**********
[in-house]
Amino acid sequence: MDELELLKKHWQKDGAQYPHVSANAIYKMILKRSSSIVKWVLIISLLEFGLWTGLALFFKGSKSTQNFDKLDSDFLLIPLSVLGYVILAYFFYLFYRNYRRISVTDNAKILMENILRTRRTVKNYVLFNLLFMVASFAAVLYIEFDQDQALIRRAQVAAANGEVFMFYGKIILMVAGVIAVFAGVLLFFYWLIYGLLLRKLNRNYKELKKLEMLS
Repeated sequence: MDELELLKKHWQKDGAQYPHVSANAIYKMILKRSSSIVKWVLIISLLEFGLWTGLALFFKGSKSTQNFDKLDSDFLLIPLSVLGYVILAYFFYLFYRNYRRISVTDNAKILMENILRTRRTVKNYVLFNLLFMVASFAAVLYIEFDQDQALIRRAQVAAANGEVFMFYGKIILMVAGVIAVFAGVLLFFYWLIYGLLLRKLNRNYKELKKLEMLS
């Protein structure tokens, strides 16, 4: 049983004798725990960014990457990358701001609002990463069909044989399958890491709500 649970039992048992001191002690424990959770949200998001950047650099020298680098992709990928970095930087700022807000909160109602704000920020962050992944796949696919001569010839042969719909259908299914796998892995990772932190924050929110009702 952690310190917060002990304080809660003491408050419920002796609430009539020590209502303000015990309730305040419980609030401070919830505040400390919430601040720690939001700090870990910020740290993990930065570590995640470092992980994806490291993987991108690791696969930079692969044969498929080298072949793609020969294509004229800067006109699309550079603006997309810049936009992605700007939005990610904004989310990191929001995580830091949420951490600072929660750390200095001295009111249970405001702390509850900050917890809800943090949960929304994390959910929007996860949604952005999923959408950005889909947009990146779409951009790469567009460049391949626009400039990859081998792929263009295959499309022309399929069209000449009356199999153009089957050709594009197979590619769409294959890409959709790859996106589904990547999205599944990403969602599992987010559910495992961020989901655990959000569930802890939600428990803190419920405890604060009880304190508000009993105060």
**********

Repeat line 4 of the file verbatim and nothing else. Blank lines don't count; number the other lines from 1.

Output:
């Protein structure tokens, strides 16, 4: 049983004798725990960014990457990358701001609002990463069909044989399958890491709500 649970039992048992001191002690424990959770949200998001950047650099020298680098992709990928970095930087700022807000909160109602704000920020962050992944796949696919001569010839042969719909259908299914796998892995990772932190924050929110009702 952690310190917060002990304080809660003491408050419920002796609430009539020590209502303000015990309730305040419980609030401070919830505040400390919430601040720690939001700090870990910020740290993990930065570590995640470092992980994806490291993987991108690791696969930079692969044969498929080298072949793609020969294509004229800067006109699309550079603006997309810049936009992605700007939005990610904004989310990191929001995580830091949420951490600072929660750390200095001295009111249970405001702390509850900050917890809800943090949960929304994390959910929007996860949604952005999923959408950005889909947009990146779409951009790469567009460049391949626009400039990859081998792929263009295959499309022309399929069209000449009356199999153009089957050709594009197979590619769409294959890409959709790859996106589904990547999205599944990403969602599992987010559910495992961020989901655990959000569930802890939600428990803190419920405890604060009880304190508000009993105060």